While we’re on the topic of nostalgia, in my totally unscientific and undoubtedly observer-biased surfing around, it seems to me that a lot of people gave up blogging around 2008-09. Was this part of the growing hegemony of the Book of Face, or did it have something to do with the financial crisis? People also identify 2008 as the Year Things Changed in the job market, due to financial stuff.
Because of family problems, I paid very little attention to the outside world in 2008-09. I sum these things up, briefly, by saying “My parents were both very ill and my mother died.” Although the death belongs in the “blessed relief” category, the grieving process takes its course regardless of one’s actual feelings. I hadn’t grasped that before. Grief isn’t necessarily about sadness, but about adjusting to a new reality. Anyway, I remember vividly the day that Lehmann went under, because I was in FamilyLand, on the phone with a friend in New York who was stunned by the whole thing; she reported on the financial people wandering the streets in the middle of the day looking shell-shocked. But it was late morning on the left coast, and, in a brief respite from attending on my mother, I was sitting in the sun in a hemlock grove, on a redwood deck built by my nephew from trees he had felled, enjoying the peace and the sunlight, enjoying hearing from a friend I loved but rarely saw, and who was a tremendous support during my mother’s last years. It was a rare moment of comfort in a difficult trip. The bankruptcies and the Dow’s slide seemed remote, unreal, impossible, a matter of pixels on screens; reality was wood, slate, glass, concrete, a whole house that was not there before my nephew built it. This would continue, I thought, people would make things, the world would go on.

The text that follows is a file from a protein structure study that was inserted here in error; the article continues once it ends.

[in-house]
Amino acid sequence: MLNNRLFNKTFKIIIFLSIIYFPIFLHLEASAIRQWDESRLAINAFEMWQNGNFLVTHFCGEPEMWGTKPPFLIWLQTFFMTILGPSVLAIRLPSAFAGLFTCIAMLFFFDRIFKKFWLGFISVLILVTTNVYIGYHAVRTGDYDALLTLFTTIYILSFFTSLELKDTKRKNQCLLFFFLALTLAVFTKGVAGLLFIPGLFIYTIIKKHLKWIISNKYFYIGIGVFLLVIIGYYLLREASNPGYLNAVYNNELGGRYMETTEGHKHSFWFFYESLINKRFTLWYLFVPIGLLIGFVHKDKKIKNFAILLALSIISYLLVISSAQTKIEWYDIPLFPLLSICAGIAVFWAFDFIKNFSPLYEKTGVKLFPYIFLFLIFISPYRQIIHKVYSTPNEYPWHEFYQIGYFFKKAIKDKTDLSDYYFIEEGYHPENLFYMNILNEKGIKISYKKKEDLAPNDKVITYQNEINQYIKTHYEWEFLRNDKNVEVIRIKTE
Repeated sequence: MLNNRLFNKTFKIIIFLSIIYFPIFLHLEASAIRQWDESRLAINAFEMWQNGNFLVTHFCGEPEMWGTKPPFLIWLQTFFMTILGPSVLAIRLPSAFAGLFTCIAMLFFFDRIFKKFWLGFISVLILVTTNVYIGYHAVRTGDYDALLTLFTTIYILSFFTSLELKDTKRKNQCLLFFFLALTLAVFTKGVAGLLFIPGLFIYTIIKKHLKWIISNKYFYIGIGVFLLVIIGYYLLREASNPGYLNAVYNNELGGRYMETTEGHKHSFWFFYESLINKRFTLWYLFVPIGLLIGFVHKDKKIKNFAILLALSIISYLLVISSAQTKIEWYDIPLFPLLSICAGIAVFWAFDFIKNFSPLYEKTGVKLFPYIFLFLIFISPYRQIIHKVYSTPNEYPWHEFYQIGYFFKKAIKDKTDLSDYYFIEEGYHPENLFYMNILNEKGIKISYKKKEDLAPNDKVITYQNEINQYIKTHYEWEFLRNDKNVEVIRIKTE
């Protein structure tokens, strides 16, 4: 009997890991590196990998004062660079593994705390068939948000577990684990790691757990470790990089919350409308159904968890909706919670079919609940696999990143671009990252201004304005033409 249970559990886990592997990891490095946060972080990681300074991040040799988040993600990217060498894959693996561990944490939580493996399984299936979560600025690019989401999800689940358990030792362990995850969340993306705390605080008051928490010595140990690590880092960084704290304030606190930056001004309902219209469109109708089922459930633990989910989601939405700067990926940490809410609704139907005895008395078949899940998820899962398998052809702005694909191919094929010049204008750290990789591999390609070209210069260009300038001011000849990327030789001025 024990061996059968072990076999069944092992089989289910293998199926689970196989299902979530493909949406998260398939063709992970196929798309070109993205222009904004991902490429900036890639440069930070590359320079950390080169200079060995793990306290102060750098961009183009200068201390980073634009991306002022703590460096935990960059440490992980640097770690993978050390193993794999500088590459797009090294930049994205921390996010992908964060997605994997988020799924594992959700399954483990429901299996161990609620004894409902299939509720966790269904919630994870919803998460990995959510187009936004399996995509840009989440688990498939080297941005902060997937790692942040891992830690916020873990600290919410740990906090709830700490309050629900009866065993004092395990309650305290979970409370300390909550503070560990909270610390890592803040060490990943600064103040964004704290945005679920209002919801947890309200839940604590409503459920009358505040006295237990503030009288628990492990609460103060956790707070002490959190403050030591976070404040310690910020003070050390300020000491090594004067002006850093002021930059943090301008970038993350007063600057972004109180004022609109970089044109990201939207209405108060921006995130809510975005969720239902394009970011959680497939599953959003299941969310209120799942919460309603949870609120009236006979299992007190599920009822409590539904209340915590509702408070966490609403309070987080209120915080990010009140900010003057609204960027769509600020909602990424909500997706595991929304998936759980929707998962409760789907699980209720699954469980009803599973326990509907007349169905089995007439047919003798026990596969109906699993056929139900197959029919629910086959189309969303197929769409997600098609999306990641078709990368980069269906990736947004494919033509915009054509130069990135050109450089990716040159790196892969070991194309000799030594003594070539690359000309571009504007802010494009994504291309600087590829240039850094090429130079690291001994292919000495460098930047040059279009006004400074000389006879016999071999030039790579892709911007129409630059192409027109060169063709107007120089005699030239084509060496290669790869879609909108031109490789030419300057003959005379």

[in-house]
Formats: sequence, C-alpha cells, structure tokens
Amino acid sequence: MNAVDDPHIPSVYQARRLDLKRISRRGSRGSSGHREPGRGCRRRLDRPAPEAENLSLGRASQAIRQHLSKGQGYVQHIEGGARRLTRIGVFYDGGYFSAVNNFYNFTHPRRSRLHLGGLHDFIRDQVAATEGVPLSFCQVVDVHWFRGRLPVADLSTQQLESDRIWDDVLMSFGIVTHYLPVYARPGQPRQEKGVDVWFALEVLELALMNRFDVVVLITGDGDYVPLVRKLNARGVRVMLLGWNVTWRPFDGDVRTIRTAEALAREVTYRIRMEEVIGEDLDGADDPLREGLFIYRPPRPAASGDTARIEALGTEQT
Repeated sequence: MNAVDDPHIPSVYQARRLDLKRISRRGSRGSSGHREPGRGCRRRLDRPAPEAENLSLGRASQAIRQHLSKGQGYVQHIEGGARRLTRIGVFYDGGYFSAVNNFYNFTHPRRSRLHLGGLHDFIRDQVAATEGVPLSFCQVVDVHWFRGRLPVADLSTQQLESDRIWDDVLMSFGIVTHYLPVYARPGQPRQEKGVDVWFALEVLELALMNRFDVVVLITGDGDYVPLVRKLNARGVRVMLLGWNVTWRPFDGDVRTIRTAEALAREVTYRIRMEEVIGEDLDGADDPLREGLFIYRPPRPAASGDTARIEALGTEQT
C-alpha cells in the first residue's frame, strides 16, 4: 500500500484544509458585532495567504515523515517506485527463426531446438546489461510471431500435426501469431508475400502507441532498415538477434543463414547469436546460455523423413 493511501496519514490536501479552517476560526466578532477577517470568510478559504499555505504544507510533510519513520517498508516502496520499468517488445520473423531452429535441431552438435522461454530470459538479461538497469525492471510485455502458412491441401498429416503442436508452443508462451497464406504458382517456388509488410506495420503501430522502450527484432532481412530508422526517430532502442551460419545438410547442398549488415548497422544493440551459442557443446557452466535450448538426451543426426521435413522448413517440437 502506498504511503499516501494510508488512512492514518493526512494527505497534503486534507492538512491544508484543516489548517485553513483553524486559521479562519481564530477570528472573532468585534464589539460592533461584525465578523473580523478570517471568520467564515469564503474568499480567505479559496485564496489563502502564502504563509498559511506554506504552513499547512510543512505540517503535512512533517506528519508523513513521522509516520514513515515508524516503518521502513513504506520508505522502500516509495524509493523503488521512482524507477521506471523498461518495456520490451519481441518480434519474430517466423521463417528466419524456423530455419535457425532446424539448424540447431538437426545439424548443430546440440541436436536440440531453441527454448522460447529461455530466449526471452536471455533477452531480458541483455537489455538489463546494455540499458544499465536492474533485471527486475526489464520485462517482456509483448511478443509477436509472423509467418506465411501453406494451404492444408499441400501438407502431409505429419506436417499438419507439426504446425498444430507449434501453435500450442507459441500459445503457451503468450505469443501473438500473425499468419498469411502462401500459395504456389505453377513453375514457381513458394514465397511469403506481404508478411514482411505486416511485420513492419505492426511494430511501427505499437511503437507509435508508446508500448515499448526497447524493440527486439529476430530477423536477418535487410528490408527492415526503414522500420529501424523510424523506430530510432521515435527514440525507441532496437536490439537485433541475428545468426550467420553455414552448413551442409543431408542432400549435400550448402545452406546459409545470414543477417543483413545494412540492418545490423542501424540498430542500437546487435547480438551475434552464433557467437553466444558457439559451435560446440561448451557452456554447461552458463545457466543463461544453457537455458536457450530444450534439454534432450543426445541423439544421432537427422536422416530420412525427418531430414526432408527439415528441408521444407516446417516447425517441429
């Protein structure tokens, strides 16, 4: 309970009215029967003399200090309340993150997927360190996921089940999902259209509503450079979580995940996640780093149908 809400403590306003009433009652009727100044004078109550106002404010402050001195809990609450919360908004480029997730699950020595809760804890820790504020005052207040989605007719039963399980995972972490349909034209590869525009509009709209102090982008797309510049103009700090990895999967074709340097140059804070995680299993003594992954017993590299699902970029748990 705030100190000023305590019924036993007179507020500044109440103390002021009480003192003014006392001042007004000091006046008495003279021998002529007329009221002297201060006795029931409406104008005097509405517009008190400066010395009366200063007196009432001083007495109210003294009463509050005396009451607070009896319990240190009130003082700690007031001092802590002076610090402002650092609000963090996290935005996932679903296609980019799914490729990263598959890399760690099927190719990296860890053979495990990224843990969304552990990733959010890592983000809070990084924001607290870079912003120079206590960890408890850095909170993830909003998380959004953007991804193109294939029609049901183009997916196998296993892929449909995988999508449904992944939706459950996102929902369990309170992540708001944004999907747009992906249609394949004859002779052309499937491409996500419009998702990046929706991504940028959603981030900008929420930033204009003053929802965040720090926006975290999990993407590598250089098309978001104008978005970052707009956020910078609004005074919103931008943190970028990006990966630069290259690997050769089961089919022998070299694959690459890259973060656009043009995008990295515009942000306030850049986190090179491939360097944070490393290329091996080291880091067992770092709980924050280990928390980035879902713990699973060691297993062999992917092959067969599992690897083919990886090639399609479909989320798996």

Well, it did. And it didn’t. People who move pixels on screens spend actual money on houses and other objects created by the people who make things. My nephew and his wife spent awhile living in their own basement apartment while they rented out their beautiful house, though eventually they reclaimed it for themselves and, now, their children. I tell the story to illustrate my state of mind at the time. I’ve rarely blogged about world events of any sort, preferring to ramble on about writing, cats, and the academic life, but I was especially self-absorbed that year. I have no idea what the job market was like, or whether jobs were advertised and then yanked, or what else might have happened.
So, did junior faculty and graduate student bloggers get spooked and feel they’d better be more circumspect, shut down, go away, not be available for hiring committees to observe online? Did they decide to buckle down and write more on their dissertations or books so they’d be more hire-able or tenure-able, and give up on blogging as a time-waster? Or is this pure coincidence (how many academic babies were born in ’08-’09?), or simply that I haven’t actually counted up how many of the bloggers I once read quit in particular years?